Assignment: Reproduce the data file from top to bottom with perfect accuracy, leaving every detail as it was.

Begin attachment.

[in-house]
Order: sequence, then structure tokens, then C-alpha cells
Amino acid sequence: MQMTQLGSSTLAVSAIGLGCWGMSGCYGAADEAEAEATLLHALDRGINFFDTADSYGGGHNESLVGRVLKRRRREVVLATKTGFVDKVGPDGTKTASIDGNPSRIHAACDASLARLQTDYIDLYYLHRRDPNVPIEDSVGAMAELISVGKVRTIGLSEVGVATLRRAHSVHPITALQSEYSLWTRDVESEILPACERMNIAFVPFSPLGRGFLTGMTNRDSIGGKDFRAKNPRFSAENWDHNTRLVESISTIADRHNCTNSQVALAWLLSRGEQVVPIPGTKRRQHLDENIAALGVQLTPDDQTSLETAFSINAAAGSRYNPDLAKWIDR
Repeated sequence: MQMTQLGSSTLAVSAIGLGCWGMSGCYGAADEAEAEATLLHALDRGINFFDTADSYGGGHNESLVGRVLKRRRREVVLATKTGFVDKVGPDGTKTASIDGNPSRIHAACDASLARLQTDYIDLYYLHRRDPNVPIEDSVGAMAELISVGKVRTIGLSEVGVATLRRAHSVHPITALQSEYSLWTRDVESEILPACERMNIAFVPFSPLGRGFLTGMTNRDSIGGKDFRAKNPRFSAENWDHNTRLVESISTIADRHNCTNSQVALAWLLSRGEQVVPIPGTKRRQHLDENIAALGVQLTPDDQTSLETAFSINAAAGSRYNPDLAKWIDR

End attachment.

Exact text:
[in-house]
Order: sequence, then structure tokens, then C-alpha cells
Amino acid sequence: MQMTQLGSSTLAVSAIGLGCWGMSGCYGAADEAEAEATLLHALDRGINFFDTADSYGGGHNESLVGRVLKRRRREVVLATKTGFVDKVGPDGTKTASIDGNPSRIHAACDASLARLQTDYIDLYYLHRRDPNVPIEDSVGAMAELISVGKVRTIGLSEVGVATLRRAHSVHPITALQSEYSLWTRDVESEILPACERMNIAFVPFSPLGRGFLTGMTNRDSIGGKDFRAKNPRFSAENWDHNTRLVESISTIADRHNCTNSQVALAWLLSRGEQVVPIPGTKRRQHLDENIAALGVQLTPDDQTSLETAFSINAAAGSRYNPDLAKWIDR
Repeated sequence: MQMTQLGSSTLAVSAIGLGCWGMSGCYGAADEAEAEATLLHALDRGINFFDTADSYGGGHNESLVGRVLKRRRREVVLATKTGFVDKVGPDGTKTASIDGNPSRIHAACDASLARLQTDYIDLYYLHRRDPNVPIEDSVGAMAELISVGKVRTIGLSEVGVATLRRAHSVHPITALQSEYSLWTRDVESEILPACERMNIAFVPFSPLGRGFLTGMTNRDSIGGKDFRAKNPRFSAENWDHNTRLVESISTIADRHNCTNSQVALAWLLSRGEQVVPIPGTKRRQHLDENIAALGVQLTPDDQTSLETAFSINAAAGSRYNPDLAKWIDR